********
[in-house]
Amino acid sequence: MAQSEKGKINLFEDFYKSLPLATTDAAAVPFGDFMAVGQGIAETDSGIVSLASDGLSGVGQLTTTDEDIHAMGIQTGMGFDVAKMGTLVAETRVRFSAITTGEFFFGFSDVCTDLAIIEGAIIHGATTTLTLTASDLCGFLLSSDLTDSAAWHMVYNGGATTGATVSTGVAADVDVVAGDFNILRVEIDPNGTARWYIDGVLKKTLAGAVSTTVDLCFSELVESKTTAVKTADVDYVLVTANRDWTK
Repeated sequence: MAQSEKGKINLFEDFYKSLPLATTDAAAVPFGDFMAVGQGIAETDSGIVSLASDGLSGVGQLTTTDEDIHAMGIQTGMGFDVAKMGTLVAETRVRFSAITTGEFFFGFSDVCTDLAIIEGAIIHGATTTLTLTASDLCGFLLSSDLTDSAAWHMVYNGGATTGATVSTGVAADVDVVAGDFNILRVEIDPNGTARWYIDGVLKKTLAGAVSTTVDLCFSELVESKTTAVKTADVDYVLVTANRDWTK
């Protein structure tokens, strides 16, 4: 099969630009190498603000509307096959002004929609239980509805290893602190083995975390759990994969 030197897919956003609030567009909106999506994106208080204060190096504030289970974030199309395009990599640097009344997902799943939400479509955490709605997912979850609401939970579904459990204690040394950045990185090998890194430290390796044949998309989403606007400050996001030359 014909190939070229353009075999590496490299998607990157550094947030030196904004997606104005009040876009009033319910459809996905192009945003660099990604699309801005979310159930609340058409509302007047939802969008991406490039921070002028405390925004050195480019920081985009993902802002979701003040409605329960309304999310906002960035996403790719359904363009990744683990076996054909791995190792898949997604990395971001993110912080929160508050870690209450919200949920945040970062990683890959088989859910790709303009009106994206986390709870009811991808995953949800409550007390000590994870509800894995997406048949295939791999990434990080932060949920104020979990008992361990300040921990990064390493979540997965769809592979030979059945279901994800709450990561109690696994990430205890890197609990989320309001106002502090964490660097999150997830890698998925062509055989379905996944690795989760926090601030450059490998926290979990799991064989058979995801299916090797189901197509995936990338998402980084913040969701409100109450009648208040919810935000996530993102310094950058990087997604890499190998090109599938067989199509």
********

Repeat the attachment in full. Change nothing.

[in-house]
Amino acid sequence: MAQSEKGKINLFEDFYKSLPLATTDAAAVPFGDFMAVGQGIAETDSGIVSLASDGLSGVGQLTTTDEDIHAMGIQTGMGFDVAKMGTLVAETRVRFSAITTGEFFFGFSDVCTDLAIIEGAIIHGATTTLTLTASDLCGFLLSSDLTDSAAWHMVYNGGATTGATVSTGVAADVDVVAGDFNILRVEIDPNGTARWYIDGVLKKTLAGAVSTTVDLCFSELVESKTTAVKTADVDYVLVTANRDWTK
Repeated sequence: MAQSEKGKINLFEDFYKSLPLATTDAAAVPFGDFMAVGQGIAETDSGIVSLASDGLSGVGQLTTTDEDIHAMGIQTGMGFDVAKMGTLVAETRVRFSAITTGEFFFGFSDVCTDLAIIEGAIIHGATTTLTLTASDLCGFLLSSDLTDSAAWHMVYNGGATTGATVSTGVAADVDVVAGDFNILRVEIDPNGTARWYIDGVLKKTLAGAVSTTVDLCFSELVESKTTAVKTADVDYVLVTANRDWTK
């Protein structure tokens, strides 16, 4: 099969630009190498603000509307096959002004929609239980509805290893602190083995975390759990994969 030197897919956003609030567009909106999506994106208080204060190096504030289970974030199309395009990599640097009344997902799943939400479509955490709605997912979850609401939970579904459990204690040394950045990185090998890194430290390796044949998309989403606007400050996001030359 014909190939070229353009075999590496490299998607990157550094947030030196904004997606104005009040876009009033319910459809996905192009945003660099990604699309801005979310159930609340058409509302007047939802969008991406490039921070002028405390925004050195480019920081985009993902802002979701003040409605329960309304999310906002960035996403790719359904363009990744683990076996054909791995190792898949997604990395971001993110912080929160508050870690209450919200949920945040970062990683890959088989859910790709303009009106994206986390709870009811991808995953949800409550007390000590994870509800894995997406048949295939791999990434990080932060949920104020979990008992361990300040921990990064390493979540997965769809592979030979059945279901994800709450990561109690696994990430205890890197609990989320309001106002502090964490660097999150997830890698998925062509055989379905996944690795989760926090601030450059490998926290979990799991064989058979995801299916090797189901197509995936990338998402980084913040969701409100109450009648208040919810935000996530993102310094950058990087997604890499190998090109599938067989199509």